Day 125: Would You Do This Job?

People are paid the equivalent of 3,50 Pounds a day, with a bottle of moonshine, to unclog sewers of Delhi, India.

The work-related mortality rate for the people doing this job is almost 70% and (or because?) they are not provided with any protective clothing or equipment. This still happens even though it has been banned - the municipalities employ thousands of sewer divers across India. All of this is still occurring even though India has recently announced that they will be spending 52 million Pounds on a space mission to Mars.

So that effectively indicates that the government of India (and every other government) would rather focus on studying a rock planet than addressing the problem right here on Earth of almost 50% of the population living in poverty - not including animals and the destruction of nature.

All around us, in every aspect of our civilization, we have decreed the value of life to be less than the value of money. Consider that the only reason any country would focus on a mission to Mars instead of solving poverty is that they want to keep up with the international competition so that they can make more money. The only reason a country would spend any money on defense is to protect the money they have.

Look at North Korea: here is an example of blatant disregard for life in favour of prancing around with guns, threatening war to whoever looks their way. What is the motivation for these actions? They want more money, they want to protect the money they have and they want to appear to be strong so that no one will want to try and take their money. But then what of the people? The people are starving because the government (which is made up of people and not robots or aliens, contrary to popular belief/assumptions) squeezes every resource they can from the citizens, leaving them with nothing. Of course, as with every country, the leaders and high-ranking officials live in the lap of luxury.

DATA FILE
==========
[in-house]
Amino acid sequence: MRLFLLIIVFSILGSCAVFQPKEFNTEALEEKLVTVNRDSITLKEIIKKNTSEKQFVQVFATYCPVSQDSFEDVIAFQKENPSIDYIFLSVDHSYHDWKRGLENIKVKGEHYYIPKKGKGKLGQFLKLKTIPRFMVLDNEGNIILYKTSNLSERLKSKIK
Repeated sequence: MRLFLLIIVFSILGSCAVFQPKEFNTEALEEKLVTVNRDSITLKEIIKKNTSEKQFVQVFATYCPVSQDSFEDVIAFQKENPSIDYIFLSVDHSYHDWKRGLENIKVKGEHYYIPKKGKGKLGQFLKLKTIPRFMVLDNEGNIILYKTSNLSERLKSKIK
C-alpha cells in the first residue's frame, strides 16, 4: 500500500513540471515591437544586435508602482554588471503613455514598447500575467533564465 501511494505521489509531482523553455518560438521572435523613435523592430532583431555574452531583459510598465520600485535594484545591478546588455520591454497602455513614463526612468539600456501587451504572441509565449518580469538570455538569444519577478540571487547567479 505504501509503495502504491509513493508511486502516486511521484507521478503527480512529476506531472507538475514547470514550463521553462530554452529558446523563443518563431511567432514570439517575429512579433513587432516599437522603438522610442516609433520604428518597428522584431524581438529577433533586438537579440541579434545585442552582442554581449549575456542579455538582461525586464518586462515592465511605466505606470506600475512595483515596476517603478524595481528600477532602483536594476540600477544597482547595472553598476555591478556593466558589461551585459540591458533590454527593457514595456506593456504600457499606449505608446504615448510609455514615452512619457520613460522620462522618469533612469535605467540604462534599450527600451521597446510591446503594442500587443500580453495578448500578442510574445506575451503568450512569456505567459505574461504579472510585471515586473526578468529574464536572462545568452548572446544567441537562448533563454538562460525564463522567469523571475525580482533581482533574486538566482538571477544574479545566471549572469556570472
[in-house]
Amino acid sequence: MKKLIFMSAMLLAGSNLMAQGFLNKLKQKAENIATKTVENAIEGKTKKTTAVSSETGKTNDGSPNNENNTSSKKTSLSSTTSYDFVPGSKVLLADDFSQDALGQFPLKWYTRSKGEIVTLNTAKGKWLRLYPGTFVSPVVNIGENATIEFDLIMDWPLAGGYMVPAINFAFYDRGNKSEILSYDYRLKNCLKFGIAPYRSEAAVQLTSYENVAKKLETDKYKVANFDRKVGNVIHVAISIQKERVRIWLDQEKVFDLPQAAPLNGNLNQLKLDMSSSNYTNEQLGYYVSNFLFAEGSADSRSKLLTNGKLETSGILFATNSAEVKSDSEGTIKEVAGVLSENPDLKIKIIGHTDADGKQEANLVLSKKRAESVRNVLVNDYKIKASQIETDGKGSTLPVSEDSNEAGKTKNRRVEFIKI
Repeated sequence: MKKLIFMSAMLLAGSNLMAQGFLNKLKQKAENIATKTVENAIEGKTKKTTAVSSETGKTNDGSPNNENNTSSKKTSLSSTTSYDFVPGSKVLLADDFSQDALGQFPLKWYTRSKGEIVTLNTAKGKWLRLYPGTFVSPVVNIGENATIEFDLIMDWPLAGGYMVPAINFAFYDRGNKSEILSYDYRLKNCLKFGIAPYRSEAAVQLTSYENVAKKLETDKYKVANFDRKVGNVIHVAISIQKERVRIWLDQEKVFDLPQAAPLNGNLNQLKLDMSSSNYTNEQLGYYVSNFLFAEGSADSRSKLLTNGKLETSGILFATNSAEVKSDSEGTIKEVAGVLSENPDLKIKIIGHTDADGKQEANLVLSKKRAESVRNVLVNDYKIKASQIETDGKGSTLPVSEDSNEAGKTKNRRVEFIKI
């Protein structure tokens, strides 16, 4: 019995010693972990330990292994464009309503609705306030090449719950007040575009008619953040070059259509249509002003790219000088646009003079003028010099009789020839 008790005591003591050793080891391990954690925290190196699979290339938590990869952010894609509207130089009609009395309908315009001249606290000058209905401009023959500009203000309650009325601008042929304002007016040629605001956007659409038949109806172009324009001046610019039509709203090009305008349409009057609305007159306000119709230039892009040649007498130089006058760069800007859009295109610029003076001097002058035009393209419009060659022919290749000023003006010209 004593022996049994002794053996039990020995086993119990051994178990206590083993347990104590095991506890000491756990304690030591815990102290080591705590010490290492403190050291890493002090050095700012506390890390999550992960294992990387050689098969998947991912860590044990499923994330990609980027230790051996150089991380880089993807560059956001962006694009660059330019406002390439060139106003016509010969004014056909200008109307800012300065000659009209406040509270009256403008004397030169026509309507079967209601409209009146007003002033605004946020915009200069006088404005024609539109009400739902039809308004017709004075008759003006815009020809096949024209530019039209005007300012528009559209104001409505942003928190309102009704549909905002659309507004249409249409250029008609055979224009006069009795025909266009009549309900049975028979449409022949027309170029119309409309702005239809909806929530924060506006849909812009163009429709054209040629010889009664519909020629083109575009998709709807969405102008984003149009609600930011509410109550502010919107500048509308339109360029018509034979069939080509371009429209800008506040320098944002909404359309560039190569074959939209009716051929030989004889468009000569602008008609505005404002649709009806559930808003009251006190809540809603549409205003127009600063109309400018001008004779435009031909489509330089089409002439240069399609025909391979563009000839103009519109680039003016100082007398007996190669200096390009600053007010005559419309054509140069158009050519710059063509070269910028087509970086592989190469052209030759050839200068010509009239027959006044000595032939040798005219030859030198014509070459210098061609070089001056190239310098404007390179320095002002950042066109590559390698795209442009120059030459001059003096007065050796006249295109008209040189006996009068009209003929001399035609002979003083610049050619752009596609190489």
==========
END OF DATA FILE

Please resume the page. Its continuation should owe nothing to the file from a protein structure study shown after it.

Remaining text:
This line of thought leads me to pondering: every movie we see where their is the valiant hero, freeing his people from the "old ways"/tradition or whatever has been designed in such a way that we will perceive personal glory and personal fulfillment as more important than communal fulfillment, which in turn led to the belief that it is OK for some people to be rich while other people starve - cos the rich people are valiant heroes who fought for their personal freedom - so what if they destroyed a few communities along the way and introduced diseases and alcohol and abuse.

Back to my original point: would you want to be a sewer diver in India? Would you want your child to be a sewer diver in India? Would you be willing to put your young child to work so that your whole family could survive? Would you want to live in a society where child labour is accepted because that is how most people are forced to live in order to survive? Of course you don't want any of these things - no one does - so then why do you allow so many, many people to live in such circumstances simply because you were fortunate to be born in a place where you were given an opportunity to live comfortably? How is your life any more important than the life of a child working in India? How is the life of your child more important than the life of any other child? Oh, simply because it is yours it is somehow more valuable? That doesn't even make sense.

Choose a world where all will be free from misery due to the (mis)fortunes of birth and circumstance. Vote and share your ideas at